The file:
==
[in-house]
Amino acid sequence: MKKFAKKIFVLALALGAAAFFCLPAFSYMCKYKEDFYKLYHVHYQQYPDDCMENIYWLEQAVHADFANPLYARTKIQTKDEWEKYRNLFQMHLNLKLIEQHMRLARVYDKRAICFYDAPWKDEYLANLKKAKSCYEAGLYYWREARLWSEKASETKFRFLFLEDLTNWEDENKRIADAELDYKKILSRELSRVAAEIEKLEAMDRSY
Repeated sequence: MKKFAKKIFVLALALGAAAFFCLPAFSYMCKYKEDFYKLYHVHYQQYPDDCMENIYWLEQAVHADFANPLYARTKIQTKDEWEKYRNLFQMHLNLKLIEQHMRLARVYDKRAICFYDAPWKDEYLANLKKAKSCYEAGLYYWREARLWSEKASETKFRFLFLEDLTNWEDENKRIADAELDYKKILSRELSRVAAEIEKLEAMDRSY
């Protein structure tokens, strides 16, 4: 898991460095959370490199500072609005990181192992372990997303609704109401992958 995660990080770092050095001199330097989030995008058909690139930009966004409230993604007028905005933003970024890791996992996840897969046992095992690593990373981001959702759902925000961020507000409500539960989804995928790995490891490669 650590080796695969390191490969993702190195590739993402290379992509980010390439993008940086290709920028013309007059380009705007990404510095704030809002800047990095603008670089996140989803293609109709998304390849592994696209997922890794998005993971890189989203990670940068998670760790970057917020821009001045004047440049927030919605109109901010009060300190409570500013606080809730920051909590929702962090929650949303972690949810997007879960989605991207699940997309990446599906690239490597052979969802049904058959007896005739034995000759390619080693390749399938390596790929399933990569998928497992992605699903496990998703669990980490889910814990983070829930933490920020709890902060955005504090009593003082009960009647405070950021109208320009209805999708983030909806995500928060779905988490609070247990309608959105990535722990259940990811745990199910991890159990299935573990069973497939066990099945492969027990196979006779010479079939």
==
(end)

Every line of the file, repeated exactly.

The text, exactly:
[in-house]
Amino acid sequence: MKKFAKKIFVLALALGAAAFFCLPAFSYMCKYKEDFYKLYHVHYQQYPDDCMENIYWLEQAVHADFANPLYARTKIQTKDEWEKYRNLFQMHLNLKLIEQHMRLARVYDKRAICFYDAPWKDEYLANLKKAKSCYEAGLYYWREARLWSEKASETKFRFLFLEDLTNWEDENKRIADAELDYKKILSRELSRVAAEIEKLEAMDRSY
Repeated sequence: MKKFAKKIFVLALALGAAAFFCLPAFSYMCKYKEDFYKLYHVHYQQYPDDCMENIYWLEQAVHADFANPLYARTKIQTKDEWEKYRNLFQMHLNLKLIEQHMRLARVYDKRAICFYDAPWKDEYLANLKKAKSCYEAGLYYWREARLWSEKASETKFRFLFLEDLTNWEDENKRIADAELDYKKILSRELSRVAAEIEKLEAMDRSY
């Protein structure tokens, strides 16, 4: 898991460095959370490199500072609005990181192992372990997303609704109401992958 995660990080770092050095001199330097989030995008058909690139930009966004409230993604007028905005933003970024890791996992996840897969046992095992690593990373981001959702759902925000961020507000409500539960989804995928790995490891490669 650590080796695969390191490969993702190195590739993402290379992509980010390439993008940086290709920028013309007059380009705007990404510095704030809002800047990095603008670089996140989803293609109709998304390849592994696209997922890794998005993971890189989203990670940068998670760790970057917020821009001045004047440049927030919605109109901010009060300190409570500013606080809730920051909590929702962090929650949303972690949810997007879960989605991207699940997309990446599906690239490597052979969802049904058959007896005739034995000759390619080693390749399938390596790929399933990569998928497992992605699903496990998703669990980490889910814990983070829930933490920020709890902060955005504090009593003082009960009647405070950021109208320009209805999708983030909806995500928060779905988490609070247990309608959105990535722990259940990811745990199910991890159990299935573990069973497939066990099945492969027990196979006779010479079939």